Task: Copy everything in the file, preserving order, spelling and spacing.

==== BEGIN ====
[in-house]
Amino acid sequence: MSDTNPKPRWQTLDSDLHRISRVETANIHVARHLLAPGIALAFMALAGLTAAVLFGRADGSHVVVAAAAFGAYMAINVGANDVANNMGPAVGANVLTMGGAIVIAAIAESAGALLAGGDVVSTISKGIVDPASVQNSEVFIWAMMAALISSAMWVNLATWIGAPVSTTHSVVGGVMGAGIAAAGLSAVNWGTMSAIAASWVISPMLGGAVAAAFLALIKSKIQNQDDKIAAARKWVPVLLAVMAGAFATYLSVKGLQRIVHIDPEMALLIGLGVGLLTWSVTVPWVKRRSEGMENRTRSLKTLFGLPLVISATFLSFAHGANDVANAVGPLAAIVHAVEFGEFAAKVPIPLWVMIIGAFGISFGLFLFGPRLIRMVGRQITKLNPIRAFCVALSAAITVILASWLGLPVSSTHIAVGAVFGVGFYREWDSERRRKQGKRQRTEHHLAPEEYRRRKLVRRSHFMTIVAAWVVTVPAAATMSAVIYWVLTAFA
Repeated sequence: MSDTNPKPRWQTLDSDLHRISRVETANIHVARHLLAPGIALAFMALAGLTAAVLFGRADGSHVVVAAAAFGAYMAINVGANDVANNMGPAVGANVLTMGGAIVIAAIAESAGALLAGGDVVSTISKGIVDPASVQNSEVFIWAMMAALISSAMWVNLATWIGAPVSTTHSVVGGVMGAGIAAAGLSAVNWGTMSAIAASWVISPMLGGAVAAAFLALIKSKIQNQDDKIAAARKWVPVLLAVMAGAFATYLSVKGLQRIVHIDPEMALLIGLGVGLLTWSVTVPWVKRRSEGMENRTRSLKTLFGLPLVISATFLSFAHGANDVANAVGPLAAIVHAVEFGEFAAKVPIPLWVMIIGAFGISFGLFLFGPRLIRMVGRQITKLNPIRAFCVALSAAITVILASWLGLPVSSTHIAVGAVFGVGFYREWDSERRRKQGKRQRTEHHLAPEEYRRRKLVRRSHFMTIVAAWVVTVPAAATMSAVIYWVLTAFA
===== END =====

[in-house]
Amino acid sequence: MSDTNPKPRWQTLDSDLHRISRVETANIHVARHLLAPGIALAFMALAGLTAAVLFGRADGSHVVVAAAAFGAYMAINVGANDVANNMGPAVGANVLTMGGAIVIAAIAESAGALLAGGDVVSTISKGIVDPASVQNSEVFIWAMMAALISSAMWVNLATWIGAPVSTTHSVVGGVMGAGIAAAGLSAVNWGTMSAIAASWVISPMLGGAVAAAFLALIKSKIQNQDDKIAAARKWVPVLLAVMAGAFATYLSVKGLQRIVHIDPEMALLIGLGVGLLTWSVTVPWVKRRSEGMENRTRSLKTLFGLPLVISATFLSFAHGANDVANAVGPLAAIVHAVEFGEFAAKVPIPLWVMIIGAFGISFGLFLFGPRLIRMVGRQITKLNPIRAFCVALSAAITVILASWLGLPVSSTHIAVGAVFGVGFYREWDSERRRKQGKRQRTEHHLAPEEYRRRKLVRRSHFMTIVAAWVVTVPAAATMSAVIYWVLTAFA
Repeated sequence: MSDTNPKPRWQTLDSDLHRISRVETANIHVARHLLAPGIALAFMALAGLTAAVLFGRADGSHVVVAAAAFGAYMAINVGANDVANNMGPAVGANVLTMGGAIVIAAIAESAGALLAGGDVVSTISKGIVDPASVQNSEVFIWAMMAALISSAMWVNLATWIGAPVSTTHSVVGGVMGAGIAAAGLSAVNWGTMSAIAASWVISPMLGGAVAAAFLALIKSKIQNQDDKIAAARKWVPVLLAVMAGAFATYLSVKGLQRIVHIDPEMALLIGLGVGLLTWSVTVPWVKRRSEGMENRTRSLKTLFGLPLVISATFLSFAHGANDVANAVGPLAAIVHAVEFGEFAAKVPIPLWVMIIGAFGISFGLFLFGPRLIRMVGRQITKLNPIRAFCVALSAAITVILASWLGLPVSSTHIAVGAVFGVGFYREWDSERRRKQGKRQRTEHHLAPEEYRRRKLVRRSHFMTIVAAWVVTVPAAATMSAVIYWVLTAFA